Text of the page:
Posts: 256
Location: BC Interior, Zone 6-7
36
books forest garden tiny house
  • Likes 2
  • Mark post as helpful
  • send pies
  • Quote
  • Report post to moderator

Kitty Leith wrote:You know, the world is often discussing how to deal with autistic people but not realizing that, outnumbered, we have to deal with "normal" people to a greater degree just as a function of math! We are stretching to meet social norms each and every day. And it is not easy. But nobody stretches to meet us. What would that require? Maybe slowing down a second and listening? Maybe being a little patient? Maybe looking for positives instead of flaws?

I also don't know how power-hungry controlling ego-centric narcissistic exploitative people came to be thought of us "normal" (and yes, those types exist in the alternative and activist and ecological and organic and permaculture world as well) and we on the autism spectrum came to be thought of us lesser. The world is often an upside-down place.



I'm very glad to read this. Through this whole discussion, which I've been reading through over a few days, it has seemed to me that everyone is focusing on how to communicate better by adapting to the majority. I do understand this is necessary to a degree, and more or less so in certain situations, but I don't like that it's the focus. I also think that, in at least some situations, it would be to everyone's detriment.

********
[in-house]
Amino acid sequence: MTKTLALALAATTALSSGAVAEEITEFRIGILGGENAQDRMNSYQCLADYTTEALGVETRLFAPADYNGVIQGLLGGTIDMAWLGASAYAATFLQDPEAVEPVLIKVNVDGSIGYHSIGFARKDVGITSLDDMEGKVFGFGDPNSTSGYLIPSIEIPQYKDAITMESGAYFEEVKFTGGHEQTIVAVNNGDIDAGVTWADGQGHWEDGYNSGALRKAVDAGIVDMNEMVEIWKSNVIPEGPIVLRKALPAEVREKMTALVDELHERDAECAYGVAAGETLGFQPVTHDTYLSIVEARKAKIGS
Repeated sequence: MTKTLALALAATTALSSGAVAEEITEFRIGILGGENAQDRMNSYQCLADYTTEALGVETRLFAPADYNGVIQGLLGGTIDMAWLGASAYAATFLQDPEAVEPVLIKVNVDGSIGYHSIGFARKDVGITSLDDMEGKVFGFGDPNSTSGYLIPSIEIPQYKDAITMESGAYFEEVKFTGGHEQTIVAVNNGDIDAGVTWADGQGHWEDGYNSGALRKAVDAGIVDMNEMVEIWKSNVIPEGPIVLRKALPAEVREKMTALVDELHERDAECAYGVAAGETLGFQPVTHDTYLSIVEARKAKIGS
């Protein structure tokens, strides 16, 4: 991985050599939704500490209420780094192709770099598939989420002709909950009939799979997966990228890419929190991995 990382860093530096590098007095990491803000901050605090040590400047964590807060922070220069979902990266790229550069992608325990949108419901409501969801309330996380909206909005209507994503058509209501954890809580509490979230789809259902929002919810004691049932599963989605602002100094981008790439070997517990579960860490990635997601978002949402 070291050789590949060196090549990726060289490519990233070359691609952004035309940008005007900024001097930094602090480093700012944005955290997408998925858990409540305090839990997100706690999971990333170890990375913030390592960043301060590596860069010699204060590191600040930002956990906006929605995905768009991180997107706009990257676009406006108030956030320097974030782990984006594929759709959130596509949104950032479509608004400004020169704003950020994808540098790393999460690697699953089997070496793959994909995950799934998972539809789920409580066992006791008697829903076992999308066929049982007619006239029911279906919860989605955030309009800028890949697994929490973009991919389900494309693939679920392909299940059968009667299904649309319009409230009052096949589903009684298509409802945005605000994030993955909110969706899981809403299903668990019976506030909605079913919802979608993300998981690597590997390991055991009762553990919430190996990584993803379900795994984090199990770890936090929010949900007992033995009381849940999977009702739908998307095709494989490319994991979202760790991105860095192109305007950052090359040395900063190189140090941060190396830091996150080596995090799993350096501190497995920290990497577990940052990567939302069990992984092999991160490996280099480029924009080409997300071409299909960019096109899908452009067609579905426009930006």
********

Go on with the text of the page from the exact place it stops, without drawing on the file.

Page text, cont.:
I was reading this discussion http://www.permies.com/t/54718//Estimating-carbon-capture-perennial-crop, and very much enjoying it. Apart from the information, I was specifically enjoying how, I thought, people were able to say "I disagree with you" or "No, you're wrong on that" without anyone getting hurt feelings. I'm going to pick on Neil Layton here because he started the discussion and because I very much admire his writing style and have been paying attention to it. I've noticed that he can write with a certain tone that the average person often associates with aggression or rudeness. Most of the discussion on this thread has been about vocabulary - lay vs. technical, for example - and that can be part of the tone I'm talking about, but it's more than that. It's a bluntness, a lack of coddling - or maybe personal validation would be a better term, as that's been mentioned already. The thing about this tone is that as soon as people encounter it, they decide to take offense. They don't stop to notice that nothing else in the post suggests rudeness - there's no sarcasm, no name calling, no personal attacks at all. If a person can notice that, then they'll realize that the tone they're reacting to negatively is not what they think it is. The bluntness is there to get information across efficiently. And it IS a more efficient and clear way to convey information. This is a communication style that the majority would be much improved by adopting - me included, and I have varying degrees of success. It would be a shame if Neil were to try to adjust his tone to make people more comfortable and lose the wonderful precision and clarity.